Assisting poor countries now and in the future in adapting to climate change must be a top priority.
This post first appeared on National Journal.
The world’s poorest countries will face the most devastating effects of climate change, despite contributing the least to the problem. While we must immediately reduce the emissions that cause global warming and avoid impacts, it is also clear that assisting poor countries now and in the future in adapting to climate change is an equal priority. Little support internationally has been given thus far to the poorest in the world, which is one reason why those countries now in Copenhagen lack trust to seal a deal.
Beyond the moral and ethical priority to ensure that these countries can adapt to the changes, however, the U.S. security community has said very clearly that these conditions can create chaos and lead to conflict. Competition for scarcer resources and increased migration — two possible outcomes of climate change — can breed instability in volatile regions. Serious commitment to adaptation from the developed world can lessen these threats. As General Chuck Wald said in recent Senate testimony: “In the military, you learn that force protection isn’t just about protecting weak spots; it’s about reducing vulnerabilities well before you get into harm’s way,” an apt analogy for adaptation.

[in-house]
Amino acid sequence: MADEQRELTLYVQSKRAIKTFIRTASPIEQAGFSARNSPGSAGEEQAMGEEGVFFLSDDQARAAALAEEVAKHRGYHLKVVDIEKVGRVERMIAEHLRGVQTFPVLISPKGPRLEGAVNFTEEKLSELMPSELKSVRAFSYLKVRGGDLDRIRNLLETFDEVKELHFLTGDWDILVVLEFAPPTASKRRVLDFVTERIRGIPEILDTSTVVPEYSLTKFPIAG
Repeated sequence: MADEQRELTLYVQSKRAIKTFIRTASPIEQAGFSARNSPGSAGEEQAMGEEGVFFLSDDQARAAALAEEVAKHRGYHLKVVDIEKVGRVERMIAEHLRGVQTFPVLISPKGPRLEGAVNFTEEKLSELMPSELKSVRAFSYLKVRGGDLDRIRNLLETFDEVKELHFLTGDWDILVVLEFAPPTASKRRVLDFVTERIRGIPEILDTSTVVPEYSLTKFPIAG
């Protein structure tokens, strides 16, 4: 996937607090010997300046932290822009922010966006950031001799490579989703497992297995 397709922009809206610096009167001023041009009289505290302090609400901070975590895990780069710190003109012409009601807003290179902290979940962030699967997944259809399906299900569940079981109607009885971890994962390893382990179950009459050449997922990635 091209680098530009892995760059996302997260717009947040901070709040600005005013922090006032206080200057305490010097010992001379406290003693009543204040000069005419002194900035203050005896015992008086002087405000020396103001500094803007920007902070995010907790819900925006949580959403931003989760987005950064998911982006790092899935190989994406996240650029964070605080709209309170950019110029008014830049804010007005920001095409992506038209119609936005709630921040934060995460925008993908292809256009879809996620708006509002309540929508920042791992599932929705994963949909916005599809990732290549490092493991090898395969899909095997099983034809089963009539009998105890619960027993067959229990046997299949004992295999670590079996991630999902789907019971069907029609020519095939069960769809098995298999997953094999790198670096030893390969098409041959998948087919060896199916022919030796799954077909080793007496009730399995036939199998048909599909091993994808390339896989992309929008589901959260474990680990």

Should we act now? Many preeminent economists estimate that the cost of inaction on climate is around five times the cost of taking action today to build the clean energy economy. Those costs are primarily in rebuilding after natural disasters, coping with security threats and trying to secure the food supply. Another group of U.S. economists have criticized studies that look only at the costs of action without considering the substantial benefits to society and particularly to the vulnerable. For example, large numbers of Americans suffer from asthma and other pulmonary diseases that are worsened by pollution – reducing emissions therefore will have a large societal benefit. Furthermore, investments in the clean energy economy will create productive new assets, industries and jobs.
American ingenuity has contributed to solving some of the world’s most pressing problems, and climate change technology should be no exception. But helping poor countries is not the only reason the United States should make clean technology a priority.
Investing in clean technology allows the United States to get in the game. Countries around the world understand that a low-carbon economy is the only way forward, and a vast new marketplace is growing. In China, they are quintupling their wind capacity goal for 2020 after consistently outpacing their previous goals. The world clean technology market is exploding, and U.S. businesses want to compete. Here at COP-15, technology will be a critical part of an agreement, providing that much more certainty about the demand for clean energy technology. American companies, such as those in the U.S. Climate Action Partnership are here to ensure they are poised to catch that wave.
Acting now to develop and deploy clean technologies is not just a win for the climate, it’s a win for our country.